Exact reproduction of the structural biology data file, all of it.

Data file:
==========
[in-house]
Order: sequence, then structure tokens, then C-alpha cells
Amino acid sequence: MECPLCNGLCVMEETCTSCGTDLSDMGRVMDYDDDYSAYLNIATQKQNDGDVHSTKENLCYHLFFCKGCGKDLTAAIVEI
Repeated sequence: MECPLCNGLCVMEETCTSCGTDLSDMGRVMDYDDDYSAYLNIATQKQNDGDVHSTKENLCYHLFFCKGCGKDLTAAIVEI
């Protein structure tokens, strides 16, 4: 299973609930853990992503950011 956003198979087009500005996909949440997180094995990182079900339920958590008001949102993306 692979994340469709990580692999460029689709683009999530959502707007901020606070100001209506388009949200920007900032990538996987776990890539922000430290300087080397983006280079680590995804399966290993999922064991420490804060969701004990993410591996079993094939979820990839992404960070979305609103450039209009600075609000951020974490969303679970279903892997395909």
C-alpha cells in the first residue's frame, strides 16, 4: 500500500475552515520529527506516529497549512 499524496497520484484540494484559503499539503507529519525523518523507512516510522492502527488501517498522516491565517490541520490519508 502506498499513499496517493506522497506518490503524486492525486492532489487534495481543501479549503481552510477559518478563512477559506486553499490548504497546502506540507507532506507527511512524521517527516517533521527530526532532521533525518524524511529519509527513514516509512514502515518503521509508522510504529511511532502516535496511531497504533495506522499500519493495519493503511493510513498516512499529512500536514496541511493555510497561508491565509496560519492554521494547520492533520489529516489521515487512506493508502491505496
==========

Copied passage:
[in-house]
Order: sequence, then structure tokens, then C-alpha cells
Amino acid sequence: MECPLCNGLCVMEETCTSCGTDLSDMGRVMDYDDDYSAYLNIATQKQNDGDVHSTKENLCYHLFFCKGCGKDLTAAIVEI
Repeated sequence: MECPLCNGLCVMEETCTSCGTDLSDMGRVMDYDDDYSAYLNIATQKQNDGDVHSTKENLCYHLFFCKGCGKDLTAAIVEI
């Protein structure tokens, strides 16, 4: 299973609930853990992503950011 956003198979087009500005996909949440997180094995990182079900339920958590008001949102993306 692979994340469709990580692999460029689709683009999530959502707007901020606070100001209506388009949200920007900032990538996987776990890539922000430290300087080397983006280079680590995804399966290993999922064991420490804060969701004990993410591996079993094939979820990839992404960070979305609103450039209009600075609000951020974490969303679970279903892997395909």
C-alpha cells in the first residue's frame, strides 16, 4: 500500500475552515520529527506516529497549512 499524496497520484484540494484559503499539503507529519525523518523507512516510522492502527488501517498522516491565517490541520490519508 502506498499513499496517493506522497506518490503524486492525486492532489487534495481543501479549503481552510477559518478563512477559506486553499490548504497546502506540507507532506507527511512524521517527516517533521527530526532532521533525518524524511529519509527513514516509512514502515518503521509508522510504529511511532502516535496511531497504533495506522499500519493495519493503511493510513498516512499529512500536514496541511493555510497561508491565509496560519492554521494547520492533520489529516489521515487512506493508502491505496